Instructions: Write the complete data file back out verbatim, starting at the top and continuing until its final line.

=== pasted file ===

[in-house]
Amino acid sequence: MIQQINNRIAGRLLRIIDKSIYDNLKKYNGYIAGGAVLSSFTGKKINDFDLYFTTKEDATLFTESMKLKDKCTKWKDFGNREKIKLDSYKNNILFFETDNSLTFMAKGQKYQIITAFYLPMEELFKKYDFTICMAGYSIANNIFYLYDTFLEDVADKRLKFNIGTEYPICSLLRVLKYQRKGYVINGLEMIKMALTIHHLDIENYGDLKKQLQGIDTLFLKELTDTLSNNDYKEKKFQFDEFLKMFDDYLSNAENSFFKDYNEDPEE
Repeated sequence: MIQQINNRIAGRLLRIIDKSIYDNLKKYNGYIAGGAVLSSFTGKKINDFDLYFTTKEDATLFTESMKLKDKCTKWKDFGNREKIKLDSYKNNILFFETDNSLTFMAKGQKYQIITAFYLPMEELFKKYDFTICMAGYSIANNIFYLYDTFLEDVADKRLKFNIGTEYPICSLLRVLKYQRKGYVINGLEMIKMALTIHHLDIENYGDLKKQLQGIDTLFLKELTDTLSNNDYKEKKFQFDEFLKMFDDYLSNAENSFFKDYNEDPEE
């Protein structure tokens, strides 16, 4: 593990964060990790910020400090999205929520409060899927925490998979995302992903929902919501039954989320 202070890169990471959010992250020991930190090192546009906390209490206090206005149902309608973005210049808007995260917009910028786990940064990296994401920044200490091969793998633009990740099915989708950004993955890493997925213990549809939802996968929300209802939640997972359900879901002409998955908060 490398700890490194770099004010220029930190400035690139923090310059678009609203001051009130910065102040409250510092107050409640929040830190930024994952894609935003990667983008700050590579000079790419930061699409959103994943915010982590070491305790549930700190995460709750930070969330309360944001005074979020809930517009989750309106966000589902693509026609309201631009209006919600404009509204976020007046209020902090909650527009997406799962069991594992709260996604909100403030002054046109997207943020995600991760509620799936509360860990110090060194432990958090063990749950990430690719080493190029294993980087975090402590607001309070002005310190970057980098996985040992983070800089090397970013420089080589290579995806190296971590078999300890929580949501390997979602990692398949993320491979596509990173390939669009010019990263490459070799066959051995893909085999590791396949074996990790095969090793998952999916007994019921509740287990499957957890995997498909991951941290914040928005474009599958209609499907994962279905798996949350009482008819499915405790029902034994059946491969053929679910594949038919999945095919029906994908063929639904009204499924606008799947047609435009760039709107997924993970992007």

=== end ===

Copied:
[in-house]
Amino acid sequence: MIQQINNRIAGRLLRIIDKSIYDNLKKYNGYIAGGAVLSSFTGKKINDFDLYFTTKEDATLFTESMKLKDKCTKWKDFGNREKIKLDSYKNNILFFETDNSLTFMAKGQKYQIITAFYLPMEELFKKYDFTICMAGYSIANNIFYLYDTFLEDVADKRLKFNIGTEYPICSLLRVLKYQRKGYVINGLEMIKMALTIHHLDIENYGDLKKQLQGIDTLFLKELTDTLSNNDYKEKKFQFDEFLKMFDDYLSNAENSFFKDYNEDPEE
Repeated sequence: MIQQINNRIAGRLLRIIDKSIYDNLKKYNGYIAGGAVLSSFTGKKINDFDLYFTTKEDATLFTESMKLKDKCTKWKDFGNREKIKLDSYKNNILFFETDNSLTFMAKGQKYQIITAFYLPMEELFKKYDFTICMAGYSIANNIFYLYDTFLEDVADKRLKFNIGTEYPICSLLRVLKYQRKGYVINGLEMIKMALTIHHLDIENYGDLKKQLQGIDTLFLKELTDTLSNNDYKEKKFQFDEFLKMFDDYLSNAENSFFKDYNEDPEE
């Protein structure tokens, strides 16, 4: 593990964060990790910020400090999205929520409060899927925490998979995302992903929902919501039954989320 202070890169990471959010992250020991930190090192546009906390209490206090206005149902309608973005210049808007995260917009910028786990940064990296994401920044200490091969793998633009990740099915989708950004993955890493997925213990549809939802996968929300209802939640997972359900879901002409998955908060 490398700890490194770099004010220029930190400035690139923090310059678009609203001051009130910065102040409250510092107050409640929040830190930024994952894609935003990667983008700050590579000079790419930061699409959103994943915010982590070491305790549930700190995460709750930070969330309360944001005074979020809930517009989750309106966000589902693509026609309201631009209006919600404009509204976020007046209020902090909650527009997406799962069991594992709260996604909100403030002054046109997207943020995600991760509620799936509360860990110090060194432990958090063990749950990430690719080493190029294993980087975090402590607001309070002005310190970057980098996985040992983070800089090397970013420089080589290579995806190296971590078999300890929580949501390997979602990692398949993320491979596509990173390939669009010019990263490459070799066959051995893909085999590791396949074996990790095969090793998952999916007994019921509740287990499957957890995997498909991951941290914040928005474009599958209609499907994962279905798996949350009482008819499915405790029902034994059946491969053929679910594949038919999945095919029906994908063929639904009204499924606008799947047609435009760039709107997924993970992007």